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Being an observer rather than a participant in the drugs business makes it easier to sense those defining moments when something fundamental has changed, a limit is reached, and a new order emerges to reset the basic license to operate.
Being an observer rather than a participant in the drugs business makes it easier to sense those defining moments when something fundamental has changed, a limit is reached, and a new order emerges to reset the basic license to operate. As Pharm Exec monthly goes to press, one such moment appears to have arrived, with the trade media ablaze with lurid accounts of bribery, tax fraud, and other illicit promotional activities in China – ironically, the country touted as guarantor of our industry’s future. Equally significant is that the chief target of the Chinese government’s assault on corruption in the medicines trade is GlaxoSmithKline, a favorite of the NGO community and a company well known for positioning itself above the grubby fold of its big Pharma counterparts.
Those commanding heights around CSR don’t look so high right now. Investigation does not automatically infer guilt, but reputation takes a hit when any government – let alone that which manages what is emerging as the world’s largest single-payer health system – references you as “a criminal organization.” Indeed, GSK appears to have missed numerous signals that the Chinese government was moving to adopt its own zero tolerance stance on what our industry obliquely calls “transaction costs.” Not only was rooting out business corruption a key platform of the recent 18th Communist Party Congress, it is the governing theme of the country’s new leadership. It has only to remind the industry of its special place in the local league rankings on capital punishment: the first head of China’s FDA, Zheng Xiaoyu, was executed in 2007 for administering his own “pay to play” scheme on drug approvals.
In addition, the magnitude of health system reforms to make China’s 1.3 billion citizens eligible for basic health cover by 2020 effectively requires a huge transfer of income from physician and hospital “profit seeking” – activity that implicitly depends on keeping prices of branded [i.e. foreign] drugs high. GSK’s reported mea culpa to prosecutors – to cut prices of its portfolio of drugs in China – puts it on the right side of the central government in terms of reform. But until government finds a solution to compensate and replace the income lost to its key health care institutions from extracting ever higher margins from the private sale of medicines, the basic economic incentive for graft will continue.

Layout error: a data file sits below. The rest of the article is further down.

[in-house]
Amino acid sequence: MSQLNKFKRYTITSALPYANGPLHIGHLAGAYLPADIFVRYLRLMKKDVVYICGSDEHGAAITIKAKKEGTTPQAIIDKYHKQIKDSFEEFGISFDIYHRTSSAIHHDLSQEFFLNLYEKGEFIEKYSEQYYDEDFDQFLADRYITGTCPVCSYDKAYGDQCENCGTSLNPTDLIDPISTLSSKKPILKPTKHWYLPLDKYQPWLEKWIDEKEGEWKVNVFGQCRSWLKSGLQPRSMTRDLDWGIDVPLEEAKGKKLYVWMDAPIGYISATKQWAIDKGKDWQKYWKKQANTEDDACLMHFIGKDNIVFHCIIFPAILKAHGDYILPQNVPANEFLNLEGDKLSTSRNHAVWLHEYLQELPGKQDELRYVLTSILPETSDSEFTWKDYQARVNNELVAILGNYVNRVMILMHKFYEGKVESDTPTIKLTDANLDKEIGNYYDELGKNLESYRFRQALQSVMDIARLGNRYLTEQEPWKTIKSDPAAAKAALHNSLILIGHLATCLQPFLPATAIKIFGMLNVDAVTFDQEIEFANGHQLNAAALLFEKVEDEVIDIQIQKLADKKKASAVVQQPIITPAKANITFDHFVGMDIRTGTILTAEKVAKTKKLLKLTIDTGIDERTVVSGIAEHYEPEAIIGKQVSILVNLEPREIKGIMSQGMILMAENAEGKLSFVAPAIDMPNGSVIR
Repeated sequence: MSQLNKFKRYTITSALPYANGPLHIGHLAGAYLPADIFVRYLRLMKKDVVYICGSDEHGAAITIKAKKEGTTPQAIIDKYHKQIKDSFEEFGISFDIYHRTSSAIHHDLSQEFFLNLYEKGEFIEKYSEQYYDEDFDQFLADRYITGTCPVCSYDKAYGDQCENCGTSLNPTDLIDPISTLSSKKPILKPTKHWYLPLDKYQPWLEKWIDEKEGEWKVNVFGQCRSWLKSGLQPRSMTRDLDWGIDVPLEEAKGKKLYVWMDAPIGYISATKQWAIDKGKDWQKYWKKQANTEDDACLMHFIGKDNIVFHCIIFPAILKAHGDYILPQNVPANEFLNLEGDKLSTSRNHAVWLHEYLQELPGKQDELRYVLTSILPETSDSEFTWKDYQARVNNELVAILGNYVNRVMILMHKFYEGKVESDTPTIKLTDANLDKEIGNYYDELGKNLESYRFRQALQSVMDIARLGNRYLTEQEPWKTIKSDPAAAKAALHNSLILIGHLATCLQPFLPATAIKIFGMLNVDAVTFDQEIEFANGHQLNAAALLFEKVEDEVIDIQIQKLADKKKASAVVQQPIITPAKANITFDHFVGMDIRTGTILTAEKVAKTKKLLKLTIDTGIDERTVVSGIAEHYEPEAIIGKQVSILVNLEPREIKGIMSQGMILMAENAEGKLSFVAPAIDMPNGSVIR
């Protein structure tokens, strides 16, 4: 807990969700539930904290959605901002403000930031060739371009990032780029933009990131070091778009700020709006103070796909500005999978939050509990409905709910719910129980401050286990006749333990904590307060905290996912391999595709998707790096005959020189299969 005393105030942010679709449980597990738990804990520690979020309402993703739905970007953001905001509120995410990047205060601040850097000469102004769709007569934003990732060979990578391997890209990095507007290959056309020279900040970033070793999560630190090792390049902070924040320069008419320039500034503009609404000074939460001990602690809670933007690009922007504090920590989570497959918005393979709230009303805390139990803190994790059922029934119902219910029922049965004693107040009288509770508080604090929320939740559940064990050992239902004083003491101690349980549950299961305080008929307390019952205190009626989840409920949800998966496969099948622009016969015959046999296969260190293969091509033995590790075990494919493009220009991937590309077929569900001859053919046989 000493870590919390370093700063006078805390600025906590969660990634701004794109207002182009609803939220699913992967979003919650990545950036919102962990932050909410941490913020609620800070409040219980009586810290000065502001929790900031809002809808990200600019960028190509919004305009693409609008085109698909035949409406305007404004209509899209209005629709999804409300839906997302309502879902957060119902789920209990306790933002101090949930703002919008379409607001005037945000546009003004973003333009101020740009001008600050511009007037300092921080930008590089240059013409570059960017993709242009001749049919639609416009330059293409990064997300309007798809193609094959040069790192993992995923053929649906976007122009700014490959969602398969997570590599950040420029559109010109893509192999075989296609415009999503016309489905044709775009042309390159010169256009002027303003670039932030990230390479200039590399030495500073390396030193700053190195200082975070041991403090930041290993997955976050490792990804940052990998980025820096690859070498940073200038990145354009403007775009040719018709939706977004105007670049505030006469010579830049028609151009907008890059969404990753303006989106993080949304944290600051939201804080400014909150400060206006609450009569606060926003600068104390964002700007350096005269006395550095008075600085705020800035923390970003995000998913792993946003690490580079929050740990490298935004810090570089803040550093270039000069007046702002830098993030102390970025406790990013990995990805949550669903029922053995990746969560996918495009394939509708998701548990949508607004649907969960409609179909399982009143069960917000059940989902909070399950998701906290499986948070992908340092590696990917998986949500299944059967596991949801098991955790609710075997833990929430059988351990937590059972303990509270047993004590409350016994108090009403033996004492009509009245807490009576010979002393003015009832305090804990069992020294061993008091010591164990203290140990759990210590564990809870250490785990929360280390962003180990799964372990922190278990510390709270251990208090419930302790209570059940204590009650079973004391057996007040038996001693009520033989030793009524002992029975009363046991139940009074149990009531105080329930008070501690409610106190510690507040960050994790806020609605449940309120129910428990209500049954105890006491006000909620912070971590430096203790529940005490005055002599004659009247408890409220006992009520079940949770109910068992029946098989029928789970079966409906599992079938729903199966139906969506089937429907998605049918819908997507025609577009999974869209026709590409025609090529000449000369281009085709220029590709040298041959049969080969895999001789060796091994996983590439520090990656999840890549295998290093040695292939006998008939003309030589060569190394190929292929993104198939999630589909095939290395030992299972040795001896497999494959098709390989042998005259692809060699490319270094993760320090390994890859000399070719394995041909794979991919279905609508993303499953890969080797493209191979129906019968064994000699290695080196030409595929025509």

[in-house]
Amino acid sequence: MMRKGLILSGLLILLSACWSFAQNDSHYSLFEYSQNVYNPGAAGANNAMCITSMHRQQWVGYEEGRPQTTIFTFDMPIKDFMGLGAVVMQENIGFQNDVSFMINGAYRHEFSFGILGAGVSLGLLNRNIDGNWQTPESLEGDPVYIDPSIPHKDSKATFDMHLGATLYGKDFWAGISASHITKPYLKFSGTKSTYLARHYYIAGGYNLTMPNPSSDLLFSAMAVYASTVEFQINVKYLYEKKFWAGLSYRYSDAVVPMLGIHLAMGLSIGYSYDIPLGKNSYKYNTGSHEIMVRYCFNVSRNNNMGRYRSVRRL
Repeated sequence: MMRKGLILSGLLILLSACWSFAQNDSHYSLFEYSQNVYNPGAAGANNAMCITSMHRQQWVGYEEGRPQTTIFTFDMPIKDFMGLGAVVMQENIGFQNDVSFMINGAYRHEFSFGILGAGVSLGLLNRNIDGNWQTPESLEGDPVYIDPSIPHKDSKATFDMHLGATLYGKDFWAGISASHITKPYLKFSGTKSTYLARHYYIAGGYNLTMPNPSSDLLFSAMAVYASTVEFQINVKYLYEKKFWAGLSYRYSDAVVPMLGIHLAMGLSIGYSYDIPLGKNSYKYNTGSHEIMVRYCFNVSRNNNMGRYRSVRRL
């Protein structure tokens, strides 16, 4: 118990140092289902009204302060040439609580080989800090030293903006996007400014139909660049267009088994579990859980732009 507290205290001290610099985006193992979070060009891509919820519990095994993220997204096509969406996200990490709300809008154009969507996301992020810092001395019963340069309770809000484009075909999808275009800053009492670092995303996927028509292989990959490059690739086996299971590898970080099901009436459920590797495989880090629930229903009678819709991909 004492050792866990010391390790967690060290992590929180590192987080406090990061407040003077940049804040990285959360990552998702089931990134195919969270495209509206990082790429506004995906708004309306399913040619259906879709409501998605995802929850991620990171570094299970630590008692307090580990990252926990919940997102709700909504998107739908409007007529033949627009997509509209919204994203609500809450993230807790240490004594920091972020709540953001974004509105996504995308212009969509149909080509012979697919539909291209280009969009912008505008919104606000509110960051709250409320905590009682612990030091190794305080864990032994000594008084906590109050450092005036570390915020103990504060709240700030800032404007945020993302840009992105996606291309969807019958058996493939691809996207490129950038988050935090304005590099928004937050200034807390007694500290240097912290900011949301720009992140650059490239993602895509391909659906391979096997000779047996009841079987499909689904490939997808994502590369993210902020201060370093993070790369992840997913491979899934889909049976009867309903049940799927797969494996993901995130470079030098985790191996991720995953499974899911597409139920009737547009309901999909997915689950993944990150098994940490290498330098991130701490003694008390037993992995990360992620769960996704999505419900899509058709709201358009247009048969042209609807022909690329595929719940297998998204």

What this means is that big Pharma has no option other than to unilaterally change its game – and take the hit by lowering expectations on future revenue growth in China and other emerging markets. You can call it leading from behind – by being up front.
A crucial first step is to plug the organizational disconnects that plague all large drug companies. In a recent interview with Pharm Exec, former Schering-Plough CEO Fred Hassan said the most important staffing decisions he made were for the country managers in key ex-US markets. He vetted each and retained open channels even when these positions did not report directly to him. It does appear that companies where China management is answerable only to the CEO encounter less of the “field rogue” phenomenon. Another factor that deadens awareness of realities in the field are company cultures that reinforce silo’s and negative attitudes between sales staff and management: while the latter is decisive and strategic, the former is often perceived as complacent – a backward flying albatross.
Michael Vermillion, Senior Director at Navex Global
A second, related element is the anticipation of risks through internal controls. “Accountability for relationships with third parties is critical; these need to be ‘owned’ by an individual, so when that individual moves on, each relationship is reassessed by higher management,” says Michael Vermillion, Senior Director at Navex Global, an ethics and compliance service and software provider. He notes that China’s Ministry of Public Security has charged GSK with transferring nearly $500 million in suspicious payments through travel agencies, running as far back as 2007. “Not only should business partners be categorized based on potential risk for corrupt behavior – travel agencies are covered under money laundering provisions of the US Patriot Act – but the estimated size and timing of payments should be part of the internal approval process, so these can be constantly tracked and evaluated compared to what was approved.”
The scope and duration of GSK’s supposed illicit activity suggest these basic elements of an active compliance culture may not have been in place, at least in GSK China. This also raises concerns about an activity that GSK does endorse – metrics of good corporate citizenship. The company consistently scores at the top of the NGO Access to Medicines Index, which requires evidence of “proactivity in fighting corruption, including the extension of ethical marketing practices to all sales agents, local distributors and contractors.” The rub is don’t expect any public flogging of GSK from here to make much difference – the relationship between big Pharma and “watchdog” NGOs is flawed, because it is mutually reinforcing.
What this discussion says to us is this: if that proverbial defining moment is at hand, then the initiative has to be seized – from the top, and simply because it is the right thing to do to protect the long-term interests of shareholders, patients and the public reputation that matters in a world where access to medicines now qualifies as an individual right. We are at the point where good governance in pharma should be the competitive differentiator of success anywhere, but especially in emerging markets.